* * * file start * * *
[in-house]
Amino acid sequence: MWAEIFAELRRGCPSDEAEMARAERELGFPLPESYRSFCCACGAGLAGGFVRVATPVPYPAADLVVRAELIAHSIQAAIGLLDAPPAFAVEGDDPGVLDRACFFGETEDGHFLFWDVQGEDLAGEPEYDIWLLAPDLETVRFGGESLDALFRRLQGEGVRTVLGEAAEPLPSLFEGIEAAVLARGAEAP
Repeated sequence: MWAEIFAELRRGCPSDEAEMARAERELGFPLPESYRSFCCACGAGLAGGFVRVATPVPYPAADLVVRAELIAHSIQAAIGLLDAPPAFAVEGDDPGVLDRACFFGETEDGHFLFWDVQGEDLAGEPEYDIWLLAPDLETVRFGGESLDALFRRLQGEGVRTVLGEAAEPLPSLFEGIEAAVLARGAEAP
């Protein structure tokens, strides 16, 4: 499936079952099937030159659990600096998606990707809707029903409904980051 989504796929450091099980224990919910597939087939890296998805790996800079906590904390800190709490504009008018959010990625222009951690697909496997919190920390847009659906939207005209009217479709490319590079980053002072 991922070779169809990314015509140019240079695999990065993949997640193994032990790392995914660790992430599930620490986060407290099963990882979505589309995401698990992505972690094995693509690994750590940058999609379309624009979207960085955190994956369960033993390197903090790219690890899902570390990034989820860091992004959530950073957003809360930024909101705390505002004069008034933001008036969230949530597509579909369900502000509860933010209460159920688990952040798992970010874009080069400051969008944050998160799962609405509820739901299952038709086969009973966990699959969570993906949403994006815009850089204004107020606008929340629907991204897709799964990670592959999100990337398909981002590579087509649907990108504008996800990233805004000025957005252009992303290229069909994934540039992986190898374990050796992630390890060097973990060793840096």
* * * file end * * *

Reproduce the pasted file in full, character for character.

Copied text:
[in-house]
Amino acid sequence: MWAEIFAELRRGCPSDEAEMARAERELGFPLPESYRSFCCACGAGLAGGFVRVATPVPYPAADLVVRAELIAHSIQAAIGLLDAPPAFAVEGDDPGVLDRACFFGETEDGHFLFWDVQGEDLAGEPEYDIWLLAPDLETVRFGGESLDALFRRLQGEGVRTVLGEAAEPLPSLFEGIEAAVLARGAEAP
Repeated sequence: MWAEIFAELRRGCPSDEAEMARAERELGFPLPESYRSFCCACGAGLAGGFVRVATPVPYPAADLVVRAELIAHSIQAAIGLLDAPPAFAVEGDDPGVLDRACFFGETEDGHFLFWDVQGEDLAGEPEYDIWLLAPDLETVRFGGESLDALFRRLQGEGVRTVLGEAAEPLPSLFEGIEAAVLARGAEAP
């Protein structure tokens, strides 16, 4: 499936079952099937030159659990600096998606990707809707029903409904980051 989504796929450091099980224990919910597939087939890296998805790996800079906590904390800190709490504009008018959010990625222009951690697909496997919190920390847009659906939207005209009217479709490319590079980053002072 991922070779169809990314015509140019240079695999990065993949997640193994032990790392995914660790992430599930620490986060407290099963990882979505589309995401698990992505972690094995693509690994750590940058999609379309624009979207960085955190994956369960033993390197903090790219690890899902570390990034989820860091992004959530950073957003809360930024909101705390505002004069008034933001008036969230949530597509579909369900502000509860933010209460159920688990952040798992970010874009080069400051969008944050998160799962609405509820739901299952038709086969009973966990699959969570993906949403994006815009850089204004107020606008929340629907991204897709799964990670592959999100990337398909981002590579087509649907990108504008996800990233805004000025957005252009992303290229069909994934540039992986190898374990050796992630390890060097973990060793840096």